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Open your hand. Do you see it there? Sitting snugly in the crook of your palm is a combination of two delicious chocolate wafers with a terribly sweet cream filling sandwiched in between. You pinch the delightful concoction between two fingers and read the letters across the middle: O-R-E-O. Then you notice another in your other hand. There’s another on the table in front of you next to a tall glass of milk. Next to that glass is the rest of the package. Go on, treat yourself.

Since 1912, the Oreo has been a staple of our snack food consumption. It’s iconic look, taste, even smell, has barely changed in more than 100 years. Imagine, though, that upon finishing the first cookie in your hand, and pouncing on the second, you notice a slight difference. Maybe it’s the taste, not as chocolaty as the first; or the size, a bit smaller. Then you notice the whole package is just a bit … off. Some are spelled wrong, others are ovals or rhomboids. At this point, no one would fault you for putting down the Oreos and going in search of Nutter Butters.

We have one thing to thank for ensuring virtually every single Oreo is the same: automation. Automation was first implemented in 1968 by the automatic transmission division of General Motors. The desire was to find a way to phase out large banks of hard-wired relays used in production. While efficient, they were bulky, slow, and in constant need of repair. This led to the design of the first PLC, or Programmable Logic Controller, a computer system designed to operate the phased-out relays using Ladder Logic, a programming language designed specifically to look like an electrical diagram. Fifty years later, PLCs, along with all affiliated automation products and devices, have progressed a long way.

Even today with the power that personal computers have, even the biggest, baddest, and fanciest of them all couldn’t hold a candle to the average $1,500 PLC. The reason is continuity. A computer, while amazing in what it can do, tries to do too much. It likes to please its user. Would you like to open a program? Sure. Want to play a song? Totally. Want to write an email to your mom? Absolutely! A computer can do all these things for you at once. The problem is, though, that doing all these things at once means it cannot do all of them as efficiently as doing tasks one at a time. A PLC is designed to do only one thing at a time, and it does this extremely fast. Adding to the fact that PLCs do not play songs or videos, their graphical user interface is usually dependent upon separate software applications designed as such, leaving the PLC to scan its code for years on end, never missing a beat.

Automation is that key component in ensuring everything happens at the same time, speed and level for as long as production is occurring. Doing billions of calculations per second, these systems can check, double-check, adjust, correct and continue, in the blink of an eye. All of that is vital to organizations that require such precise control — including mining.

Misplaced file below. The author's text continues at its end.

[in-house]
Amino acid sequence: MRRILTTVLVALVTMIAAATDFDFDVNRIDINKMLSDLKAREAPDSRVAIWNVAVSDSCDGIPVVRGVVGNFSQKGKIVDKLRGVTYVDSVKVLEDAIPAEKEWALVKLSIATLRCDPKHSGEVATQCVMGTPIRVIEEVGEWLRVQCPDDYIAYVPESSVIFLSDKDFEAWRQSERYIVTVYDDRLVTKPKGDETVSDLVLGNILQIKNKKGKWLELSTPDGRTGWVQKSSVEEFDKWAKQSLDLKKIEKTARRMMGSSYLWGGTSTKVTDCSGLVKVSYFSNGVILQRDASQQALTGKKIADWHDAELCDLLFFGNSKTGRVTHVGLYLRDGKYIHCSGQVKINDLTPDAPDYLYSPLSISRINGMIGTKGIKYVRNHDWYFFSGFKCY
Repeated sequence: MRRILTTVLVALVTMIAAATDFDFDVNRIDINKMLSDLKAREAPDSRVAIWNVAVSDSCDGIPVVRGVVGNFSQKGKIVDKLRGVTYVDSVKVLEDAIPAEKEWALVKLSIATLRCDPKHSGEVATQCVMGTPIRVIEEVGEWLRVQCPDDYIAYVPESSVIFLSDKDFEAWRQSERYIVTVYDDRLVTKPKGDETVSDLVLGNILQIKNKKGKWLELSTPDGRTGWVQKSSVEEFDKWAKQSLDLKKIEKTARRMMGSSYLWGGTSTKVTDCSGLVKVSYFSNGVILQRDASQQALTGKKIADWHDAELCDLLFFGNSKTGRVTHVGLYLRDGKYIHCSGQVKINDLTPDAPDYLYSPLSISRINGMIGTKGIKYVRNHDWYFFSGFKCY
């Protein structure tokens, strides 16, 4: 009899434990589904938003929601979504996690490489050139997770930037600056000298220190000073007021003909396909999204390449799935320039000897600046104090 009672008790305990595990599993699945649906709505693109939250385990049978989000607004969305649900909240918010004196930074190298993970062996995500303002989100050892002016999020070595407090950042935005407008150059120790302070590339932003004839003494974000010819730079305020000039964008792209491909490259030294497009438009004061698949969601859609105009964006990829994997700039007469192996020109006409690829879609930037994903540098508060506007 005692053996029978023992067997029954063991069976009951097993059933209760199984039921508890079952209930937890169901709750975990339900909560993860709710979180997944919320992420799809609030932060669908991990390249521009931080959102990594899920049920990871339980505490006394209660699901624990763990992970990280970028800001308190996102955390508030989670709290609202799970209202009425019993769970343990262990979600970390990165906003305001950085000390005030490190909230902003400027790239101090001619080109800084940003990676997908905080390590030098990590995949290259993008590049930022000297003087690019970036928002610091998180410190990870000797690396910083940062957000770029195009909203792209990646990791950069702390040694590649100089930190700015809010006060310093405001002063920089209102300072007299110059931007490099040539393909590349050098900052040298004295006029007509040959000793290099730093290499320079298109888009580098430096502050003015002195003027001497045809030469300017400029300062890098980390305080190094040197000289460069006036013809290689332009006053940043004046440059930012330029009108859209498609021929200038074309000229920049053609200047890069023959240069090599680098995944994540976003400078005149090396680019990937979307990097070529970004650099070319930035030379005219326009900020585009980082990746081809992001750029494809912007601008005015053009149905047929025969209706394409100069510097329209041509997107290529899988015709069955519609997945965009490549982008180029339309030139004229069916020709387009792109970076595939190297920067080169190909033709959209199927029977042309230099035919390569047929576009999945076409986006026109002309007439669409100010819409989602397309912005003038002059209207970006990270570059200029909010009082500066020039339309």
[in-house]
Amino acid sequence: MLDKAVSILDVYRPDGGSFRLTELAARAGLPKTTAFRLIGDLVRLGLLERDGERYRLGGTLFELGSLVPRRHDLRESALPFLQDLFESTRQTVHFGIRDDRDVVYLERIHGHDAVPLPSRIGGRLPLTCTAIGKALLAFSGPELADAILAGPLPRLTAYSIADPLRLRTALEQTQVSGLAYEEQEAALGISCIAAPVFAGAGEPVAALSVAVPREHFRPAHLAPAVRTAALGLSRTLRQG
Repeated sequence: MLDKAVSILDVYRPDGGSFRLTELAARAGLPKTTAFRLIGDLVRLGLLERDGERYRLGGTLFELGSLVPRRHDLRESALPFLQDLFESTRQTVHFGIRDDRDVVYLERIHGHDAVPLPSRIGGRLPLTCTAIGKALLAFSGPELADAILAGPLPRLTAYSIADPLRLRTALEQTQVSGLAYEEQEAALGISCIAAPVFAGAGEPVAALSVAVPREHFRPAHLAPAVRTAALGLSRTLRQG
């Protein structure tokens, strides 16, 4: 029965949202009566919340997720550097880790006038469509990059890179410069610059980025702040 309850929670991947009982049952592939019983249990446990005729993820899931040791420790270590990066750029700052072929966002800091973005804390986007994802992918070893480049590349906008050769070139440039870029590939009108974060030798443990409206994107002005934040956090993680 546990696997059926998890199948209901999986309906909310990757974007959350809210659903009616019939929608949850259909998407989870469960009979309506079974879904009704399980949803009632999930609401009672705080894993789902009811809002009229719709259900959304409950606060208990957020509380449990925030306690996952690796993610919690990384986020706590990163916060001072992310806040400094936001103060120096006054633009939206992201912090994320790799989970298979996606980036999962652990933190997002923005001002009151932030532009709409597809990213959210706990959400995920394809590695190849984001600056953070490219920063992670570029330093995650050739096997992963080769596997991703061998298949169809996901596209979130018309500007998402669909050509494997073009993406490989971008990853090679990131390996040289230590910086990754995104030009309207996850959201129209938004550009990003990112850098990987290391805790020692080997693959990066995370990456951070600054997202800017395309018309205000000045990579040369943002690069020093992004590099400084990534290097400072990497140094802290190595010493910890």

This fact is essential throughout the mining industry, especially in processing. Measurements must be accurate when dealing with flow control through pumps, valves and tanks. Timing and recipes must be correct when defining calculations for mixing chemicals. Safety must be paramount when moving men and women a thousand feet below ground. Conveyer belts use Variable Frequency Drives to hold a steady speed. These VFDs are programmed in PLCs to set frequency, alarm conditions, and stop/start commands, just to name a few of the potential 100-plus parameters available to the programming engineer.

While traditionally proprietary in nature, PLCs from competing organizations such as Emerson, Rockwell Automation, and Siemens can work together sharing data, communications channels and information. Each can do roughly the same using standard programming languages like Ladder Logic and Function Block Diagram.

Fears abound when it comes to automation, especially in relation to the job sector. The fear that robots will eventually replace us all isn’t relegated to just a post-industrial wasteland in “The Matrix.” Automation has been a mainstay in many industries for decades and will continue to do so. As systems require finer measurements and quicker response times to changing environments, we need those automated systems to adapt and change, via physical methods like high-temperature locations or improved speed and reliability of networked infrastructures, to ever-expanding roles that a pick-axe and shovel simply can’t do. After all, automation was never designed to replace workers, just replace relays. The wiring still exists. The field devices still exist. Competency across the aisle, from electricians, to operators, to engineers, to programmers is tantamount to a successful business regardless of industry. Hundreds of people must be trained to not only program, but maintain, troubleshoot, design and develop the systems needed.

Remember, it’s automation that keeps those Oreos looking, tasting and smelling the same. So, go ahead, have one, because there are millions more, all the same, where that came from.

Jim Adams served in the U.S. Navy as a cryptologist and traveled to more than 30 countries. A job teaching automation led to employment with a major mining company that operates in Northeastern Nevada, where he now works as an automation engineer.


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